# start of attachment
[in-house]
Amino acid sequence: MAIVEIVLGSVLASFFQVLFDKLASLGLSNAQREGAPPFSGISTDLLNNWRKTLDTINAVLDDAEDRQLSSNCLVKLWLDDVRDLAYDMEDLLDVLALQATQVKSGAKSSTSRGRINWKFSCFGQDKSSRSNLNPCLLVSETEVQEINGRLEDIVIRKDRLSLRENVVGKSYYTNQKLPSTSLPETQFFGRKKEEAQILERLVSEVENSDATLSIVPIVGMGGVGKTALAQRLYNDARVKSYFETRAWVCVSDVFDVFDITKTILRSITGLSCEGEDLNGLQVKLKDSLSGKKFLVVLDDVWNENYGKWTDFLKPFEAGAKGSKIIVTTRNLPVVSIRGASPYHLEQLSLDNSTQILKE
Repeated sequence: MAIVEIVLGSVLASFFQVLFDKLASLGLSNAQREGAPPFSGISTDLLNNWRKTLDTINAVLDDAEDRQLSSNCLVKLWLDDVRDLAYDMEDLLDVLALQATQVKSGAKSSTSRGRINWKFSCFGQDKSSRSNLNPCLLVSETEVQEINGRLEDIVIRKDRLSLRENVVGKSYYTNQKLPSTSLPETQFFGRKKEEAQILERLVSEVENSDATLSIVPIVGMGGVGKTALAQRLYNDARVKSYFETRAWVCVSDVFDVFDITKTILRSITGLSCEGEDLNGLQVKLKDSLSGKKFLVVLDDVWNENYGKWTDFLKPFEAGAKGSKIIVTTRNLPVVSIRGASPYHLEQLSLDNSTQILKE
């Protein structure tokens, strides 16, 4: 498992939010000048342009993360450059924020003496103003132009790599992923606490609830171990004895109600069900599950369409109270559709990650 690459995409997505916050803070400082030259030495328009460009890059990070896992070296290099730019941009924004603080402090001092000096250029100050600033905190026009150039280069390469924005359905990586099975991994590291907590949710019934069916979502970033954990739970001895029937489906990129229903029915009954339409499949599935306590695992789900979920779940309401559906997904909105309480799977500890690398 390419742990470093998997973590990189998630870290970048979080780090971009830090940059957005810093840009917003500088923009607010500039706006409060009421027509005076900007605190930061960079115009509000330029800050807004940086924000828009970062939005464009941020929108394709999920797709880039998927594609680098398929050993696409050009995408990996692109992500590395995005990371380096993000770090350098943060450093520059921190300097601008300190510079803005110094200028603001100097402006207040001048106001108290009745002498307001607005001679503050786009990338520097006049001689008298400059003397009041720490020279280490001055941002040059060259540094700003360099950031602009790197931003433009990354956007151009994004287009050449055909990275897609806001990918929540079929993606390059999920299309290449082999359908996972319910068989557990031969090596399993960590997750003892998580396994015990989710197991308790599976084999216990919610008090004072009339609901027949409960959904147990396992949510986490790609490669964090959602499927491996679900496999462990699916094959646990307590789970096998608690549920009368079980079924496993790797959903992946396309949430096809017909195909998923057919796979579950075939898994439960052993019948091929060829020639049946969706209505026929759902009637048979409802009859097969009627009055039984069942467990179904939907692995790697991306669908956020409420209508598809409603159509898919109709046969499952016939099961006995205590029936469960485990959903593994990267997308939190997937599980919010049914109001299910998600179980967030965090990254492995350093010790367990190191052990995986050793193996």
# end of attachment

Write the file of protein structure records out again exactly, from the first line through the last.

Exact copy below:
[in-house]
Amino acid sequence: MAIVEIVLGSVLASFFQVLFDKLASLGLSNAQREGAPPFSGISTDLLNNWRKTLDTINAVLDDAEDRQLSSNCLVKLWLDDVRDLAYDMEDLLDVLALQATQVKSGAKSSTSRGRINWKFSCFGQDKSSRSNLNPCLLVSETEVQEINGRLEDIVIRKDRLSLRENVVGKSYYTNQKLPSTSLPETQFFGRKKEEAQILERLVSEVENSDATLSIVPIVGMGGVGKTALAQRLYNDARVKSYFETRAWVCVSDVFDVFDITKTILRSITGLSCEGEDLNGLQVKLKDSLSGKKFLVVLDDVWNENYGKWTDFLKPFEAGAKGSKIIVTTRNLPVVSIRGASPYHLEQLSLDNSTQILKE
Repeated sequence: MAIVEIVLGSVLASFFQVLFDKLASLGLSNAQREGAPPFSGISTDLLNNWRKTLDTINAVLDDAEDRQLSSNCLVKLWLDDVRDLAYDMEDLLDVLALQATQVKSGAKSSTSRGRINWKFSCFGQDKSSRSNLNPCLLVSETEVQEINGRLEDIVIRKDRLSLRENVVGKSYYTNQKLPSTSLPETQFFGRKKEEAQILERLVSEVENSDATLSIVPIVGMGGVGKTALAQRLYNDARVKSYFETRAWVCVSDVFDVFDITKTILRSITGLSCEGEDLNGLQVKLKDSLSGKKFLVVLDDVWNENYGKWTDFLKPFEAGAKGSKIIVTTRNLPVVSIRGASPYHLEQLSLDNSTQILKE
């Protein structure tokens, strides 16, 4: 498992939010000048342009993360450059924020003496103003132009790599992923606490609830171990004895109600069900599950369409109270559709990650 690459995409997505916050803070400082030259030495328009460009890059990070896992070296290099730019941009924004603080402090001092000096250029100050600033905190026009150039280069390469924005359905990586099975991994590291907590949710019934069916979502970033954990739970001895029937489906990129229903029915009954339409499949599935306590695992789900979920779940309401559906997904909105309480799977500890690398 390419742990470093998997973590990189998630870290970048979080780090971009830090940059957005810093840009917003500088923009607010500039706006409060009421027509005076900007605190930061960079115009509000330029800050807004940086924000828009970062939005464009941020929108394709999920797709880039998927594609680098398929050993696409050009995408990996692109992500590395995005990371380096993000770090350098943060450093520059921190300097601008300190510079803005110094200028603001100097402006207040001048106001108290009745002498307001607005001679503050786009990338520097006049001689008298400059003397009041720490020279280490001055941002040059060259540094700003360099950031602009790197931003433009990354956007151009994004287009050449055909990275897609806001990918929540079929993606390059999920299309290449082999359908996972319910068989557990031969090596399993960590997750003892998580396994015990989710197991308790599976084999216990919610008090004072009339609901027949409960959904147990396992949510986490790609490669964090959602499927491996679900496999462990699916094959646990307590789970096998608690549920009368079980079924496993790797959903992946396309949430096809017909195909998923057919796979579950075939898994439960052993019948091929060829020639049946969706209505026929759902009637048979409802009859097969009627009055039984069942467990179904939907692995790697991306669908956020409420209508598809409603159509898919109709046969499952016939099961006995205590029936469960485990959903593994990267997308939190997937599980919010049914109001299910998600179980967030965090990254492995350093010790367990190191052990995986050793193996």